Black coffee, 2013
The next day, it rains. Nauseated and lightheaded, you walk along the Thames, crossing every bridge you come to. You zigzag the Hungerford and Blackfriars and Waterloo Bridges this way, listening to Paul Westerberg so you don’t have to listen to your own void. Just add water, someone’s done for, he sings. Fuck you, you say back. By the time you reach St. Paul’s, you’re drenched. You sit in a back pew, non-saint Paul in your ears, and though it will be months before you get there, in the next hour, a tiny idea of the future takes shape.
The Teetotaler Years
Sleep like sky-blue water. Cascades of it.
Juniper syrup and soda, 2013
Juniper berry syrup tastes just like gin. Sage syrup and Meyer lemon tastes Brooklynish and smart, like a cocktail from an apothecary. Unfortunately, there is nothing in the world that tastes like a Manhattan but itself.
Lemon custard ice cream, 2013
When ice cream melts, you can drink it. It’s good.
Ginger-cayenne shot, 2013
Lunch at the raw vegan place with your best friend, on your hundredth day sober. Oh, we have to try this ginger-cayenne thing! you say. Do we have to? Mindy responds, but she’s game. And after the raw vegan lunch, there’s ice cream.
The sight of rosé in the summer sun may always hurt your eyes.
The word on a drinks menu is like seeing an old, bad boyfriend on Facebook. Wow, he still looks great. He was terrible for you. Yeah, but he was fun. You thought your life was over. I know, but remember that thing he used to do? You know what I’m talking about. Thirty-second dopamine explosions followed by days of gloom. OK, OK. But can we at least acknowledge that those explosions meant something? That there was some joy in feeling overwhelmed by them, even as they started to crush us? Yes, okay. There was joy. Whole-body joy. Now can we close this page? Yes. Now we can close.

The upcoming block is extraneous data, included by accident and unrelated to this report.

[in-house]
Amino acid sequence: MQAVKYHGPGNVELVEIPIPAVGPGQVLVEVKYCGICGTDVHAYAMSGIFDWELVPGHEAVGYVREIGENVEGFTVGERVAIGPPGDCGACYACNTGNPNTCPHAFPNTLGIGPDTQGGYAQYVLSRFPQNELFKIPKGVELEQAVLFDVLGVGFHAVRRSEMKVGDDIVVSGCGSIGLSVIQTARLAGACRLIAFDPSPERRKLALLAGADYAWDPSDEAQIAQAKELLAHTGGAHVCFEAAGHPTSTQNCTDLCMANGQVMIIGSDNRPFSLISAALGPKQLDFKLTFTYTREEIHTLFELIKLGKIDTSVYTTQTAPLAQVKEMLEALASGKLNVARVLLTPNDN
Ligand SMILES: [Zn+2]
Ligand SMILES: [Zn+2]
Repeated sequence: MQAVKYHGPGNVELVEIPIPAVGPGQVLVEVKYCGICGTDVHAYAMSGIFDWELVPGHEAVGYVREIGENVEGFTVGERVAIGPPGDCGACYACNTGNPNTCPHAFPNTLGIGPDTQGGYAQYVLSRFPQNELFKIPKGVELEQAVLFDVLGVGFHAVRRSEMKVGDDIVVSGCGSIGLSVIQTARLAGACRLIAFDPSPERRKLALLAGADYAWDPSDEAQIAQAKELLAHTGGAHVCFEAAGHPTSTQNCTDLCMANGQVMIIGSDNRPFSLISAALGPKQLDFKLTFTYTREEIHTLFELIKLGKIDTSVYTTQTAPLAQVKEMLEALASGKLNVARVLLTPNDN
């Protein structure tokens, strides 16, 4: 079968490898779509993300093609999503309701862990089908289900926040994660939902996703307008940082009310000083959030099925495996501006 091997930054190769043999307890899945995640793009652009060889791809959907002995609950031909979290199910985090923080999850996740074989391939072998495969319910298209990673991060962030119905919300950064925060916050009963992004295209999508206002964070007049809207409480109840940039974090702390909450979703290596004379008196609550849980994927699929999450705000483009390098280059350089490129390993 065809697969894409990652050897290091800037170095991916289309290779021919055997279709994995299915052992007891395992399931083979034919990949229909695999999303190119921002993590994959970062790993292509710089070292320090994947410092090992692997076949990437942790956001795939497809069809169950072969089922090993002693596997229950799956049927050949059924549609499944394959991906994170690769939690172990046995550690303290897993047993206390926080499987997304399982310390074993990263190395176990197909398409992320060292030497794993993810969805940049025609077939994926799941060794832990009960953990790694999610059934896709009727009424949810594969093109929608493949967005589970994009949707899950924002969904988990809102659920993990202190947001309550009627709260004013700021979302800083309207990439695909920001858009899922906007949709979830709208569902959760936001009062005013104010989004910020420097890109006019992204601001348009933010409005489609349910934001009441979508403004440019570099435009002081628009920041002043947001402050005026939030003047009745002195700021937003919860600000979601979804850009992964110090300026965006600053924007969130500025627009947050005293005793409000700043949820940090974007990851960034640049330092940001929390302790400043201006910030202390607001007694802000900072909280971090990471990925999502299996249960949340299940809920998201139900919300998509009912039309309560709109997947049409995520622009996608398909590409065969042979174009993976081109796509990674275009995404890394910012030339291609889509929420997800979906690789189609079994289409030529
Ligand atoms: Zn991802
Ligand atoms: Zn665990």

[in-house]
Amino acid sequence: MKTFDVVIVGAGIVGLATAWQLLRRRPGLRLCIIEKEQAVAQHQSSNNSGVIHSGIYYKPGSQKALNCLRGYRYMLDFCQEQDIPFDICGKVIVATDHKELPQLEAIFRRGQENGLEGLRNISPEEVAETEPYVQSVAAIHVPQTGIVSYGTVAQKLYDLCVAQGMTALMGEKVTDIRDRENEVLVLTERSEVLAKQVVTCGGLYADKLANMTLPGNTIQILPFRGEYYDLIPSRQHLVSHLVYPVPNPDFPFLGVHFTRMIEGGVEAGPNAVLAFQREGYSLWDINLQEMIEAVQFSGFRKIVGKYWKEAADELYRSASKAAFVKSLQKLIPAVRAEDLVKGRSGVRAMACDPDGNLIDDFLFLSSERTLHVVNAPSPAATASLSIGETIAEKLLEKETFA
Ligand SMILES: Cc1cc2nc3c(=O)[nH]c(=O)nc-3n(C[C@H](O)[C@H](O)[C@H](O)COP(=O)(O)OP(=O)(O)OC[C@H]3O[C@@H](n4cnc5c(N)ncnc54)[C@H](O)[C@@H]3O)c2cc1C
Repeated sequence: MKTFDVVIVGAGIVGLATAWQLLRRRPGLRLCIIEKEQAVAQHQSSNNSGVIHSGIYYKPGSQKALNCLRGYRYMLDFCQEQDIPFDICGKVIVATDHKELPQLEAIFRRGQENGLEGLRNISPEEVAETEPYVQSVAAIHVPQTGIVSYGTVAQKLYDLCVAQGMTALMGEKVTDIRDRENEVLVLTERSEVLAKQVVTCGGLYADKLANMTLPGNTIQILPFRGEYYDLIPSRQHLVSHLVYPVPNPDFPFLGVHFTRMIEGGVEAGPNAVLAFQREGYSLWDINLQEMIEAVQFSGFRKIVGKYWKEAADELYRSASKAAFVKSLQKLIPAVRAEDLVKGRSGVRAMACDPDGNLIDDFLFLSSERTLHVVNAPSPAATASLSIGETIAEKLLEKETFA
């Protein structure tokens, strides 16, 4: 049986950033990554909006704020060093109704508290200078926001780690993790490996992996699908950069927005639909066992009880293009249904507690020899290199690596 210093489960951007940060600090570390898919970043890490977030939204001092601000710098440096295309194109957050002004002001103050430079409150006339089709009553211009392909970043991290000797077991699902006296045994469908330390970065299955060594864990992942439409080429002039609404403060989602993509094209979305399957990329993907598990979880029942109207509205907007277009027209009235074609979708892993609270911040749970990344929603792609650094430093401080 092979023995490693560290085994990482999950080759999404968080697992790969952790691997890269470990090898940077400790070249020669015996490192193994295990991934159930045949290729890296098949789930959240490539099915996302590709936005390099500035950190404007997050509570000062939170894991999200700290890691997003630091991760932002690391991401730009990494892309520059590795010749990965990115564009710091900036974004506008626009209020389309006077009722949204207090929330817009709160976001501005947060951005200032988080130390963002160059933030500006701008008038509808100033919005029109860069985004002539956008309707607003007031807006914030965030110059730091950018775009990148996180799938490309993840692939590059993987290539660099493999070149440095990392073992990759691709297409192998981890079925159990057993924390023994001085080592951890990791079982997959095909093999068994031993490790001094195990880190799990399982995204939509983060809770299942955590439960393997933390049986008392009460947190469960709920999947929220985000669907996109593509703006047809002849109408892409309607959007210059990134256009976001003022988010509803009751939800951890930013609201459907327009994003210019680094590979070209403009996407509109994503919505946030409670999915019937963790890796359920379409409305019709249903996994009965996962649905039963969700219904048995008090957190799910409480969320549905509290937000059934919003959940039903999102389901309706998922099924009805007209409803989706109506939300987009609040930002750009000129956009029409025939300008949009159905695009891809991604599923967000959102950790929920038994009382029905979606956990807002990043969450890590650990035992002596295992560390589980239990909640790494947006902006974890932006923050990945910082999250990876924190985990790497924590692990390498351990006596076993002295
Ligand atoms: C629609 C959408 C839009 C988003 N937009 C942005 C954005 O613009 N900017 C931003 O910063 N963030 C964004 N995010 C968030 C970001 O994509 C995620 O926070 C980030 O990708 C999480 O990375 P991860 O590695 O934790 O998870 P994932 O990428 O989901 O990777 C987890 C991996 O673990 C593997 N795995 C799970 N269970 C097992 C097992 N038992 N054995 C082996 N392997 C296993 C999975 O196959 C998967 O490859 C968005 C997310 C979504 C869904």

You are 15 feet from Paul Westerberg, trying to stay upright in the roiling concert crowd. If you stuck your tongue out, it could be anyone’s sweat you’d taste. You are watching Paul as closely as you’ve ever watched any man. Watching to see if he’s sober like you in the midst of this cyclone that he made. You think maybe yes, maybe no, and the uncertainty deflates you. Odds are 60–40 that he’s at least a little drunk, you decide. Okay, 70–30. And that’s as close to knowing as you’ll get while you stand there braced and lonely, jostled and dazed by the ecstasy of strangers. The song ends, and Paul asks the crowd for requests. People start yelling names of songs, which seems to surprise him. He furrows his brow, comes to the edge of the stage, crouches down trying to hear the people in front. You are now a body’s length away. Not yelling or asking for anything. Just watching. And in this moment, you can say three true things about him: He looks kind. He looks drunk. And he looks scared to death.